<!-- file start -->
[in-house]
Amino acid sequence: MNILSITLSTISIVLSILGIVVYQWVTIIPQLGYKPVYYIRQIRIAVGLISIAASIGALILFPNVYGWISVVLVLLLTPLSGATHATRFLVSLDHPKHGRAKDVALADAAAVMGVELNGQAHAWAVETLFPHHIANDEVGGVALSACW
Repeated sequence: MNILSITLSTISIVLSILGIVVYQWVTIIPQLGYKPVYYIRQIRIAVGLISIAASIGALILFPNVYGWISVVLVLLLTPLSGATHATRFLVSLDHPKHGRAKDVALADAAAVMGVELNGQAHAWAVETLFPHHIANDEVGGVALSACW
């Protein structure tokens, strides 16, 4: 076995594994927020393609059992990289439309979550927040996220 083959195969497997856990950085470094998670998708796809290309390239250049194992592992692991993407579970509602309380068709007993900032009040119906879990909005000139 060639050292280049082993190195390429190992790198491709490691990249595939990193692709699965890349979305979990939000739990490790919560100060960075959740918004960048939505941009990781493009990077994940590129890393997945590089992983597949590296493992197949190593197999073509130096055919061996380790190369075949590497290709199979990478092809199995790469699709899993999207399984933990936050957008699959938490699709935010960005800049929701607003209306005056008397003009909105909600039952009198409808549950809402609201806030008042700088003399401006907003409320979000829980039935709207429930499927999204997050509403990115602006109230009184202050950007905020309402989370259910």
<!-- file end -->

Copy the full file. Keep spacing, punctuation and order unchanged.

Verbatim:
[in-house]
Amino acid sequence: MNILSITLSTISIVLSILGIVVYQWVTIIPQLGYKPVYYIRQIRIAVGLISIAASIGALILFPNVYGWISVVLVLLLTPLSGATHATRFLVSLDHPKHGRAKDVALADAAAVMGVELNGQAHAWAVETLFPHHIANDEVGGVALSACW
Repeated sequence: MNILSITLSTISIVLSILGIVVYQWVTIIPQLGYKPVYYIRQIRIAVGLISIAASIGALILFPNVYGWISVVLVLLLTPLSGATHATRFLVSLDHPKHGRAKDVALADAAAVMGVELNGQAHAWAVETLFPHHIANDEVGGVALSACW
């Protein structure tokens, strides 16, 4: 076995594994927020393609059992990289439309979550927040996220 083959195969497997856990950085470094998670998708796809290309390239250049194992592992692991993407579970509602309380068709007993900032009040119906879990909005000139 060639050292280049082993190195390429190992790198491709490691990249595939990193692709699965890349979305979990939000739990490790919560100060960075959740918004960048939505941009990781493009990077994940590129890393997945590089992983597949590296493992197949190593197999073509130096055919061996380790190369075949590497290709199979990478092809199995790469699709899993999207399984933990936050957008699959938490699709935010960005800049929701607003209306005056008397003009909105909600039952009198409808549950809402609201806030008042700088003399401006907003409320979000829980039935709207429930499927999204997050509403990115602006109230009184202050950007905020309402989370259910």